Breitbart has also carried Soon's water, defending him in at least five different articles so far. Columnist James Delingpole defended Soon for "telling the truth" about climate change, writing that the latest news is a "continuation of a vendetta which has been waged for years against an honest, decent, hardworking -- and incredibly brave -- scientist who refuses to toe the official (and increasingly discredited) line on man-made global warming."
Taking their cues from the Drudge Report, right-wing media are echoing a London Telegraph columnist's false claim that scientific agencies intentionally adjusted years of weather station data to show a global warming trend that isn't really there, which the author dubbed the "biggest science scandal ever." But far from being a scandal, historical temperature records are routinely subject to peer-reviewed adjustments to account for changes to measuring instruments, the time of day measurements are taken, and other factors -- and they do not negate a global warming trend.
Fox News is reviving accusations that NASA's peer-reviewed adjustments to temperature data are an attempt to "fak[e]" global warming, a claim that even a climate "skeptic" threw cold water on.
Tony Heller, a birther who criticizes climate science under the pseudonym "Steven Goddard," wrote a blog post that claimed "NASA cooled 1934 and warmed 1998, to make 1998 the hottest year in US history instead of 1934." After the Drudge Report promoted a report of this allegation by the conservative British newspaper The Telegraph, conservative media from Breitbart to The Washington Times claimed the data was "fabricated" or "faked." On June 24, Fox & Friends picked it up, claiming that "the U.S. has actually been cooling since the 1930s" but scientists had "faked the numbers":
However, the libertarian magazine Reason noted that even climate "skeptic" blogger Anthony Watts said that Goddard made "major errors in his analysis" and criticized the implication that "numbers are being plucked out of thin air in a nefarious way."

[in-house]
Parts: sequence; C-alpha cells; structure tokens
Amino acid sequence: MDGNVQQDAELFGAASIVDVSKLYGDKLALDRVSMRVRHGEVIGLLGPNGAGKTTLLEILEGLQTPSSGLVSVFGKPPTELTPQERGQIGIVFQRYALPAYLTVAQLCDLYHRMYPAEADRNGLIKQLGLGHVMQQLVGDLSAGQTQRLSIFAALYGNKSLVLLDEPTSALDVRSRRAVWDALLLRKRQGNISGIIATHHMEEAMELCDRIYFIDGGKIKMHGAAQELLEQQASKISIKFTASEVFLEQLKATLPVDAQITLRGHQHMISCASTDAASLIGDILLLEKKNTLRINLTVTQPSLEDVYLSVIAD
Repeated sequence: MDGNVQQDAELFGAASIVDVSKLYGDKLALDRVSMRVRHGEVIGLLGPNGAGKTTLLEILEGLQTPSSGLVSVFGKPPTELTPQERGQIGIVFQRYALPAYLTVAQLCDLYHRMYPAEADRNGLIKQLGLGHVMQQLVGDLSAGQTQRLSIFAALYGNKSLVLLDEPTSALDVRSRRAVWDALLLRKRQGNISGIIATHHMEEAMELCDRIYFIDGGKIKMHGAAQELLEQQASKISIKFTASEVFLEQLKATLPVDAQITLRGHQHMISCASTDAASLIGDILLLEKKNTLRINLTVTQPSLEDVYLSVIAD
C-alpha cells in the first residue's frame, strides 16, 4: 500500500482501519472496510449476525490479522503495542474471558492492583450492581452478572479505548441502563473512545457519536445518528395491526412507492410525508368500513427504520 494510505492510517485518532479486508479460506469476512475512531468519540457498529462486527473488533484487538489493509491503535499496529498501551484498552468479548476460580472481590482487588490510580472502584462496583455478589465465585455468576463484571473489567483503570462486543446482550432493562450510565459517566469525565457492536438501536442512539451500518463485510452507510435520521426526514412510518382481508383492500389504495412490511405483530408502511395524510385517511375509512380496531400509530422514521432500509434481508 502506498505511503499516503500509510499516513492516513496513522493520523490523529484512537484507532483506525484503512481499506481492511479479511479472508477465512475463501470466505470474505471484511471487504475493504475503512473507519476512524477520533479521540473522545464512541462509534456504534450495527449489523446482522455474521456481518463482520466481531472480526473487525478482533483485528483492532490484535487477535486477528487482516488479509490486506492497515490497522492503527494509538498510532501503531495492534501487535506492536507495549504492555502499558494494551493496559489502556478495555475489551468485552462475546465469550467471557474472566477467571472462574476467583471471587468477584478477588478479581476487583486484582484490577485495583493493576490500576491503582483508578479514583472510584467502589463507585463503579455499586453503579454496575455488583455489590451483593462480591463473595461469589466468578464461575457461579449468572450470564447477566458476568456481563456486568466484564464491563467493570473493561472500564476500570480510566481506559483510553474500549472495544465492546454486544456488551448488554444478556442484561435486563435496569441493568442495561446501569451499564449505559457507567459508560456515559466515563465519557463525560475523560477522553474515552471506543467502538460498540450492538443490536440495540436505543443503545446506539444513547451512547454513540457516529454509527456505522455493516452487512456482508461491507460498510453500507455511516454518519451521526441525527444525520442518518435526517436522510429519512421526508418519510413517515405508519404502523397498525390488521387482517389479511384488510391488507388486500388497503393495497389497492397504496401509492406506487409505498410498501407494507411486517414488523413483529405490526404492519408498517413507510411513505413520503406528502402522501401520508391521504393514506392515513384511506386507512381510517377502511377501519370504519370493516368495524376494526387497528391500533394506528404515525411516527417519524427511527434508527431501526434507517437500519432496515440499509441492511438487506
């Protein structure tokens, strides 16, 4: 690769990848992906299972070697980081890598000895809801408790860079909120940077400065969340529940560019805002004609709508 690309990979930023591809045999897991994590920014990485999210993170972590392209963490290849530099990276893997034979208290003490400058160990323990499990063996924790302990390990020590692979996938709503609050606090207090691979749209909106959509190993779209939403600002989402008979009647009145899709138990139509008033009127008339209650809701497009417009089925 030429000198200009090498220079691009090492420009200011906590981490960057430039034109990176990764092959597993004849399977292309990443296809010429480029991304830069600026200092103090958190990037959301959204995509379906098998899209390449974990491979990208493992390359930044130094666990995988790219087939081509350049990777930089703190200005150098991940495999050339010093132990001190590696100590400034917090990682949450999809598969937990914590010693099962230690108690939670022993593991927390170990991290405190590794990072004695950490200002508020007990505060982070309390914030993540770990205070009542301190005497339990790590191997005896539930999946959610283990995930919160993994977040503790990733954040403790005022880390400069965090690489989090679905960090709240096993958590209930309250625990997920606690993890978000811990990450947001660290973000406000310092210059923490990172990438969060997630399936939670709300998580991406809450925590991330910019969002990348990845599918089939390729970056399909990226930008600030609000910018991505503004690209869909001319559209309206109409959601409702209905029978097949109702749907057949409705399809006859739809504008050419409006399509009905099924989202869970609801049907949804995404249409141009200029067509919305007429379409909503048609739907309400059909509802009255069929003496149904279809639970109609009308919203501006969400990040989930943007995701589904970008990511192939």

In fact, the National Climatic Data Center (NCDC) and NASA, which both maintain temperature records that use slightly different methods but show close agreement, have publicly documented the peer-reviewed adjustments they make to raw data. NCDC states that the "most important bias in the U.S. temperature record occurred with the systematic change in observing times from the afternoon, when it is warm, to morning, when it is cooler," and so it must correct this cool bias as well as other biases that, for example, result from moving temperature stations.
NASA's data shows that the nation has not been "cooling" since the 1930s, with several years, including 2012, ranking hotter than 1934 in the continental United States, along with a long-term warming trend. And while The Sean Hannity Show claimed that this shows the "Earth has been cooling," the continental United States makes up less than 2 percent of the Earth's surface -- global surface temperatures have increased significantly.
Anonymous hackers recently released another batch of emails taken from a climate research group at the University of East Anglia in 2009, along with a document containing numbered excerpts of purportedly incriminating material. Many of these selections have been cropped in a way that completely distorts their meaning, but they were nonetheless repeated by conservative media outlets who believe climate change is a "hoax" and a "conspiracy."
In response to the suspension of federal scientist Charles Monnett, who authored a 2006 article documenting polar bear deaths, conservative media have claimed that the case exposes "the global warming fraud" and that polar bears are not threatened by climate change. In fact, extensive research establishes that polar bears are vulnerable to extinction due to decreasing sea ice, and human-induced global warming is supported by a robust body of evidence independent of any polar bear studies.